Cloud providers such as Videoloft offer video analytics features, which can empower even basic cameras with the ability to detect a wide range of objects and thus allow customizable alerting and smart footage search. By connecting Cloud software to existing video surveillance cameras, users can instantly upgrade legacy systems with new capabilities while leveraging their existing capital expense in fixed system technology.
Scaling with the Cloud
While video surveillance and security in the Cloud delivers new remote access capabilities to legacy systems, it also provides virtually unlimited scalability. Users are free from the burden of maintaining the hardware used to store video and are not subject to the fixed storage capacity limitations of resident servers and/or recorders. Recorded footage can be archived in the Cloud for more than three years.
Bandwidth management in the Cloud
High bandwidth consumption and limited resolution also is perceived as a key hurdle for professional surveillance and security applications in the Cloud. As video compression technology continues to improve, bandwidth requirements have been reduced. Cloud-based systems continuously monitor network conditions and adjust frame rate, bit rate and resolution, so that video can be sent to the Cloud, even in poor network conditions. Cloud-based video surveillance systems also commonly offer an option to store only video events that have been triggered by motion, meaning that bandwidth is used when the video is worth saving.
Security in the Cloud
Cybersecurity concerns have hindered the growth of Cloud-based systems, but independent Cloud platform providers are arguably more secure than traditional systems. The independence of Cloud providers is important, as often their software runs on a bridging device rather than on the cameras or recorders, meaning that camera manufacturers have no access to the Cloud platform.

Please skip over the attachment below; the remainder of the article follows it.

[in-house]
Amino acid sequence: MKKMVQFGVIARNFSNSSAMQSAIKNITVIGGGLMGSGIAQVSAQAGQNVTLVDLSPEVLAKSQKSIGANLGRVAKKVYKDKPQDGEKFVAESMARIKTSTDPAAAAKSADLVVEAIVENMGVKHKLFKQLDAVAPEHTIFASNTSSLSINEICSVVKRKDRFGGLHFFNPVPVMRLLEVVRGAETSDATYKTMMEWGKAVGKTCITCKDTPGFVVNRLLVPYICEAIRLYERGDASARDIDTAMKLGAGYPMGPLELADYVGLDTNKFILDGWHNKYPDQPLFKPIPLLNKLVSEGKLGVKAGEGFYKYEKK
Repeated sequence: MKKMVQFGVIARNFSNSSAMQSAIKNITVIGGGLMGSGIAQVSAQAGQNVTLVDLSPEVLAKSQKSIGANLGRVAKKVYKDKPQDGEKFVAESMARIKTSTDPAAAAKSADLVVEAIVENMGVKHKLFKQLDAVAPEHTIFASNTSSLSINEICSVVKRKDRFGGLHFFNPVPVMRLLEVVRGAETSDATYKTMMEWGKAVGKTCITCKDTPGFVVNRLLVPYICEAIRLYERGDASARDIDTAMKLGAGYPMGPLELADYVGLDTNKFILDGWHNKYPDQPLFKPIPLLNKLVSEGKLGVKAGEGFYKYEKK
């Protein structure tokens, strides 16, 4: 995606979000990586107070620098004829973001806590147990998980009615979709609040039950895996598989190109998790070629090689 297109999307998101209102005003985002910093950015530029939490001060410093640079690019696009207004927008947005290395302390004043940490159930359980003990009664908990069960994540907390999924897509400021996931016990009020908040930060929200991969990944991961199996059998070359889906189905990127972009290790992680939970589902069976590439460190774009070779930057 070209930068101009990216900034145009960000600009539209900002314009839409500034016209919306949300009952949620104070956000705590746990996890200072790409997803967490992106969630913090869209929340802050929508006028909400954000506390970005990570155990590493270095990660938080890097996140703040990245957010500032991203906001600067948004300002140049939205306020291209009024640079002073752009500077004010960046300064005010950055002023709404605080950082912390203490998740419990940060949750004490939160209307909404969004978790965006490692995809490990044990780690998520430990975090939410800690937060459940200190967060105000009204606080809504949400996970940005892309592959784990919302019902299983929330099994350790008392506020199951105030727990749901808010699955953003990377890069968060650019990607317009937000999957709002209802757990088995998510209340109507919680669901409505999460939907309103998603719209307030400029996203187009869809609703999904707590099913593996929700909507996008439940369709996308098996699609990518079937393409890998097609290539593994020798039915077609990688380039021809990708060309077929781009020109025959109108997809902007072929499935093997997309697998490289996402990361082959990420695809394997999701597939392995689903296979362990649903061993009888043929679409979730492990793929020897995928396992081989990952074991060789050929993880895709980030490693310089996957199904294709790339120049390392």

Cloud solutions can also overcome other cybersecurity issues. For example, enabling remote access on traditional systems frequently requires port forwarding, leaving the system vulnerable to infiltration. However, with Cloud solutions, no port forwarding is required and in most cases, video files are transmitted over encrypted TLS (HTTPS) channels.
Resolution in the Cloud
The final hurdle historically truncating the adoption of professional video Cloud services is resolution. Cost and bandwidth constraints often necessitated that the resolution of video sent to the Cloud was limited to 2MP. In most cases, this meant an onsite recorder was needed to save higher resolution video locally.
Moving to the Cloud
While cost, bandwidth, security and resolution are areas, which have all improved with vast improvements in recent years, there is still one very simple reason why Cloud is not being more widely adopted by security professionals – resistance to change! However, when it took the security industry literally a few decades to move from coax to IP, making a move to the Cloud may seem even more daunting. One large motivator is the financial benefits that the Cloud delivers to both users and resellers in the form of cost-savings and recurring revenue, respectively. Although perceptions will not change overnight, professional video surveillance and security is destined to take to the Cloud.
Laura Worell is the COO at Videoloft